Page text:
The Old Vic, originally named the Royal Coburg Theatre, was designed in 1818 by Rudolph Cabanel. Its name was later changed to the Royal Victoria Theatre, then the Royal Victoria Hall, before it took on its nickname of 'The Old Vic' as its official name in 1925.
The Old Vic has housed acclaimed performances with such celebrated actors as John Gielgud’s Hamlet, Laurence Olivier’s Macbeth and Othello in 1937, and Judi Dench’s Juliet in Romeo and Juliet, which was privately performed for The Queen in 1957.
In 1963, the Old Vic became the home base of the National Theatre of Great Britain during its formation under Laurence Olivier. The theatre continued to host the National Theatre until the move to South Bank in 1976.
There are two entrances to the Old Vic: one on The Cut and the other on Waterloo Road, which is an accessible entrance. In 2019, 'Penny', an accessible basement cafe and bar was opened, offering drinks, sandwiches and snacks.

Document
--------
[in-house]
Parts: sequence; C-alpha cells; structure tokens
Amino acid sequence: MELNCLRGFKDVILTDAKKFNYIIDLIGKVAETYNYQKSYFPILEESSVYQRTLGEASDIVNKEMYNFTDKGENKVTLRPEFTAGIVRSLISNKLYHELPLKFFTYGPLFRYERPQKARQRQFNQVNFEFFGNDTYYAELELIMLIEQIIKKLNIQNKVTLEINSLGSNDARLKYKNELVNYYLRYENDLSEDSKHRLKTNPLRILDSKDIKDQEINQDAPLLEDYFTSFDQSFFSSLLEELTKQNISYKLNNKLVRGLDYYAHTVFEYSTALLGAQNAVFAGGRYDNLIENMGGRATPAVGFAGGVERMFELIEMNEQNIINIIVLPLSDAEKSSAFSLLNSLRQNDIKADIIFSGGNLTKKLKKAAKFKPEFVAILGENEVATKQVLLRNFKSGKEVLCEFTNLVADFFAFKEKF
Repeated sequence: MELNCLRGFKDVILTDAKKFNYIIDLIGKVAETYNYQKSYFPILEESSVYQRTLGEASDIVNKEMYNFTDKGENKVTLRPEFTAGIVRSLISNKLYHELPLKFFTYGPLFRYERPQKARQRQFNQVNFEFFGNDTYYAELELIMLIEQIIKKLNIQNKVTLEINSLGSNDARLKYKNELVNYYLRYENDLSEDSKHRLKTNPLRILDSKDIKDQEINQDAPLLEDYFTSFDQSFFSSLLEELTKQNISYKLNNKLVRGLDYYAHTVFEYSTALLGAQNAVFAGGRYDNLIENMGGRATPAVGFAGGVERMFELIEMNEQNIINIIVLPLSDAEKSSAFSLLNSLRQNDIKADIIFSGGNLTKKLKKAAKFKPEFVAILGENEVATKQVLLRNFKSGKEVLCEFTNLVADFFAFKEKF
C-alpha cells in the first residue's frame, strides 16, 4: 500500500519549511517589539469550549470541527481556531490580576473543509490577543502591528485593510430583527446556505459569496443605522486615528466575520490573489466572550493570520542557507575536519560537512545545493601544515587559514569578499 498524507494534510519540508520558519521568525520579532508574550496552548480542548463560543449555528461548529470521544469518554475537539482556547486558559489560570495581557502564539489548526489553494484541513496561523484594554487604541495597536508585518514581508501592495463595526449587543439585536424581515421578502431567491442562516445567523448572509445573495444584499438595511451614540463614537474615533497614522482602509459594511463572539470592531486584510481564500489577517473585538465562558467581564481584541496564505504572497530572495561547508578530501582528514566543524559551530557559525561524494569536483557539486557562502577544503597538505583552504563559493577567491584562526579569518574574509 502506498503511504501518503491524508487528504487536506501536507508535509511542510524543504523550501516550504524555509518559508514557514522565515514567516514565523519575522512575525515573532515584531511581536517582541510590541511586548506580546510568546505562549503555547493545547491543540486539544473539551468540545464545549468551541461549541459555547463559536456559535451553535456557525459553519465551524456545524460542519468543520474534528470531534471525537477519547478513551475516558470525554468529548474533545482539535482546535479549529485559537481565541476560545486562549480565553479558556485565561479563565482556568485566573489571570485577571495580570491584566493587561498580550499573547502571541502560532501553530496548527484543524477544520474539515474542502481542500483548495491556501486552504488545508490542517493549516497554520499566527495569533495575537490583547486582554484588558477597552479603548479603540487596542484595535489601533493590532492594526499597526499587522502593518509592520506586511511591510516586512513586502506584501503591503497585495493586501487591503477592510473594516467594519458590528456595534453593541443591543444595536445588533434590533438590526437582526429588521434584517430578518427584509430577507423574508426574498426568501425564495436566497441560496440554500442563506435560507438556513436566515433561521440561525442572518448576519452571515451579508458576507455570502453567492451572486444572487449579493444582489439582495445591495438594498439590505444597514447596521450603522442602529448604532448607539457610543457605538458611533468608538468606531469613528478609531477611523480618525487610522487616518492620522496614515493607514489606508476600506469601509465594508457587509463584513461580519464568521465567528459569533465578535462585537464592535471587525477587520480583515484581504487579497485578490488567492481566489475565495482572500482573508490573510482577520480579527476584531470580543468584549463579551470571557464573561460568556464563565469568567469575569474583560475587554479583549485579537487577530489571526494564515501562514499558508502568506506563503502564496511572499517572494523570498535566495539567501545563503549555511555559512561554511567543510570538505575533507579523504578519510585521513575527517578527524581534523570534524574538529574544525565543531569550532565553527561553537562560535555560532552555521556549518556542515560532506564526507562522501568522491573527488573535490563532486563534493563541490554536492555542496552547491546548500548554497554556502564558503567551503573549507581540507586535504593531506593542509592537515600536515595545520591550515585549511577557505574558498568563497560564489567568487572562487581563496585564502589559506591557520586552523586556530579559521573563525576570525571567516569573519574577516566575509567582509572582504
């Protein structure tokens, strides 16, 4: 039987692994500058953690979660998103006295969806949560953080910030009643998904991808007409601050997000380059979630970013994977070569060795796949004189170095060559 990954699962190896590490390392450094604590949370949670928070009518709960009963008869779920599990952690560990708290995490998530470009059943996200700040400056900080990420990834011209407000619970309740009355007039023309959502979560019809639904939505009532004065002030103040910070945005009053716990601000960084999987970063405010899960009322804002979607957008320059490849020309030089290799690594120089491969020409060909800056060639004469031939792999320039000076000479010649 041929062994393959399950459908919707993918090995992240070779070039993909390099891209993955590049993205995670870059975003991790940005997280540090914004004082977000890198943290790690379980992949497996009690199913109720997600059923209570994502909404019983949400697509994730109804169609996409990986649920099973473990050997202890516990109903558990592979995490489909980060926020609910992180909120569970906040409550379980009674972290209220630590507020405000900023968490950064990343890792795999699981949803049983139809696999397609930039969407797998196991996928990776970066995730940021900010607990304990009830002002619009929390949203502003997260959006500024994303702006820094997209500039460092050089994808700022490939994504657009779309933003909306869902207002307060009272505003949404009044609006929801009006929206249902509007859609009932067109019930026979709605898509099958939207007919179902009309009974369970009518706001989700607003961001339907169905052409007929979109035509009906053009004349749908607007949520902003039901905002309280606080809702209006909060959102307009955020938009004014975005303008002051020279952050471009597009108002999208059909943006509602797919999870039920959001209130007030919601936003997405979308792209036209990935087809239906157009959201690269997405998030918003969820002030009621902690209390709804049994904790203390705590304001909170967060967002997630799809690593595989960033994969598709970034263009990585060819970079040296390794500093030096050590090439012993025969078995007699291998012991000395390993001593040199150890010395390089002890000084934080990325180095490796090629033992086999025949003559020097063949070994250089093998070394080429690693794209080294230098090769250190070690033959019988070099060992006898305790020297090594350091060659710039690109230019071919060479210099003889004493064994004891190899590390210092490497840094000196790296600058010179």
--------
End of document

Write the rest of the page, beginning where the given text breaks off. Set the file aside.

The auditorium has three levels - Stalls, Dress Circle, and the Lilian Baylis Circle.
Despite the Dress Circle overhang, this doesn’t affect the view due to pillars. There is also a staggered rake that will be noticeable from row J to allow better viewing.
The Lilian Baylis Circle is high above the ground and overhangs the Dress Circle at row C meaning row E will miss the top of the stage. There are also standing seats available at the sides of this circle.
Location: West End
Railway station: Waterloo
Bus numbers: (Waterloo Road) 1, 4, 26, 59, 68, 139, 168, 171, 172, 176, 188, 521, X68; (Mepham Street) 211, 243, 507
Night bus numbers: (Waterloo Road) 139, 176, 188, N1, N68, N171; (Mepham Street) 243
Car park: Waterloo Station (4mins)
Directions from tube: (7mins) Take Mepham Street (100 metres) down to Waterloo Road. Turn right on Waterloo Road, but keep left as the theatre is 100 metres further along on the opposite corner.